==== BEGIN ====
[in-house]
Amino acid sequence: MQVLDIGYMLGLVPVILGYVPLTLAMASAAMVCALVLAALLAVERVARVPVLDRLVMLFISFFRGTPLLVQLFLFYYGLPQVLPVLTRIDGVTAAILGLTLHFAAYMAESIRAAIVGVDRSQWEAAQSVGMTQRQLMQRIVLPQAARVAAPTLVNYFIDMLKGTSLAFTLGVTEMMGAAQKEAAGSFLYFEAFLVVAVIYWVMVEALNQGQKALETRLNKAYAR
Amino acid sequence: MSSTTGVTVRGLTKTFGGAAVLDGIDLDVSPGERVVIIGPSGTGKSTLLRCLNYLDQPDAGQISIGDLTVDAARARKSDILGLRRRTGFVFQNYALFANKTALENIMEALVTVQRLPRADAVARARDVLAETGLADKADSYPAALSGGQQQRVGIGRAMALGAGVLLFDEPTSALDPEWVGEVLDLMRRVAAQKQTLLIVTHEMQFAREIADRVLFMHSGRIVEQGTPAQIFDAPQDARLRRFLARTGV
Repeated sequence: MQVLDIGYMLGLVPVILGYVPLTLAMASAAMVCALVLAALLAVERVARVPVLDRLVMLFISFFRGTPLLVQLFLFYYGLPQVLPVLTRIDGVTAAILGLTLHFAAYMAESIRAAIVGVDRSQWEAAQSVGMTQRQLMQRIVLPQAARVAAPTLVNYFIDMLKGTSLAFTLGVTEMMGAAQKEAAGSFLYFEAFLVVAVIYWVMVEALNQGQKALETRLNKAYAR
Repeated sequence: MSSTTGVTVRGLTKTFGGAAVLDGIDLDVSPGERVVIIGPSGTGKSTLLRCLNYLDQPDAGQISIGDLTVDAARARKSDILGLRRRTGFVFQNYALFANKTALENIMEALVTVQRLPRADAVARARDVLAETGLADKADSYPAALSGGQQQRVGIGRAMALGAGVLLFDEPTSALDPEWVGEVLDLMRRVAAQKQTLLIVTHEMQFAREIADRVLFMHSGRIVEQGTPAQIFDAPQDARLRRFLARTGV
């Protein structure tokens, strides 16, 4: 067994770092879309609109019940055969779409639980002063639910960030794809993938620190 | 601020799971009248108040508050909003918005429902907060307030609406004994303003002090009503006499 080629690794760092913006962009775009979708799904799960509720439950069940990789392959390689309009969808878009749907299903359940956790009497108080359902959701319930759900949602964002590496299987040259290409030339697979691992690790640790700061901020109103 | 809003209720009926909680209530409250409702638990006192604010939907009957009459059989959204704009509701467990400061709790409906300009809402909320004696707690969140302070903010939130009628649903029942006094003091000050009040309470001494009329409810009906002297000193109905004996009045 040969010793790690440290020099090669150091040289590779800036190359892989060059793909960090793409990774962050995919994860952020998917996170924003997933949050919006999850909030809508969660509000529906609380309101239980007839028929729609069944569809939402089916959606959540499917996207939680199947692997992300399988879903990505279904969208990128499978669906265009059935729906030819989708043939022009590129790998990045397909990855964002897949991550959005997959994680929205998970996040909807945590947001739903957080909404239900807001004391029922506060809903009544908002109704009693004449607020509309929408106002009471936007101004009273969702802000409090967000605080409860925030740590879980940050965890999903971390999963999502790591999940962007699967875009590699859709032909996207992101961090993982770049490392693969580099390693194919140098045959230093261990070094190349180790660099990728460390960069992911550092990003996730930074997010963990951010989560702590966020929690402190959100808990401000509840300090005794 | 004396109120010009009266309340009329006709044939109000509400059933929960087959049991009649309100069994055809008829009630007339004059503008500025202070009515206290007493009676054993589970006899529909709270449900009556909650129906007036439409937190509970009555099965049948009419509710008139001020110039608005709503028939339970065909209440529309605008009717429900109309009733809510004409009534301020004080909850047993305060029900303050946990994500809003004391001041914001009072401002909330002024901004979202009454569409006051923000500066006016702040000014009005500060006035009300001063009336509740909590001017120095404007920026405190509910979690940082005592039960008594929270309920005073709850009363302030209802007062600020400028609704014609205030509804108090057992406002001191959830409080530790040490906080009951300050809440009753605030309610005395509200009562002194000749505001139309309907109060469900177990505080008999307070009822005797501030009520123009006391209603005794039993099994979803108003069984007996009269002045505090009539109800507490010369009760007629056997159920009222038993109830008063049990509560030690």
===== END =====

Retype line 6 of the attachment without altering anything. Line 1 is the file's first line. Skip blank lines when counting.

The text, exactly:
């Protein structure tokens, strides 16, 4: 067994770092879309609109019940055969779409639980002063639910960030794809993938620190 | 601020799971009248108040508050909003918005429902907060307030609406004994303003002090009503006499 080629690794760092913006962009775009979708799904799960509720439950069940990789392959390689309009969808878009749907299903359940956790009497108080359902959701319930759900949602964002590496299987040259290409030339697979691992690790640790700061901020109103 | 809003209720009926909680209530409250409702638990006192604010939907009957009459059989959204704009509701467990400061709790409906300009809402909320004696707690969140302070903010939130009628649903029942006094003091000050009040309470001494009329409810009906002297000193109905004996009045 040969010793790690440290020099090669150091040289590779800036190359892989060059793909960090793409990774962050995919994860952020998917996170924003997933949050919006999850909030809508969660509000529906609380309101239980007839028929729609069944569809939402089916959606959540499917996207939680199947692997992300399988879903990505279904969208990128499978669906265009059935729906030819989708043939022009590129790998990045397909990855964002897949991550959005997959994680929205998970996040909807945590947001739903957080909404239900807001004391029922506060809903009544908002109704009693004449607020509309929408106002009471936007101004009273969702802000409090967000605080409860925030740590879980940050965890999903971390999963999502790591999940962007699967875009590699859709032909996207992101961090993982770049490392693969580099390693194919140098045959230093261990070094190349180790660099990728460390960069992911550092990003996730930074997010963990951010989560702590966020929690402190959100808990401000509840300090005794 | 004396109120010009009266309340009329006709044939109000509400059933929960087959049991009649309100069994055809008829009630007339004059503008500025202070009515206290007493009676054993589970006899529909709270449900009556909650129906007036439409937190509970009555099965049948009419509710008139001020110039608005709503028939339970065909209440529309605008009717429900109309009733809510004409009534301020004080909850047993305060029900303050946990994500809003004391001041914001009072401002909330002024901004979202009454569409006051923000500066006016702040000014009005500060006035009300001063009336509740909590001017120095404007920026405190509910979690940082005592039960008594929270309920005073709850009363302030209802007062600020400028609704014609205030509804108090057992406002001191959830409080530790040490906080009951300050809440009753605030309610005395509200009562002194000749505001139309309907109060469900177990505080008999307070009822005797501030009520123009006391209603005794039993099994979803108003069984007996009269002045505090009539109800507490010369009760007629056997159920009222038993109830008063049990509560030690």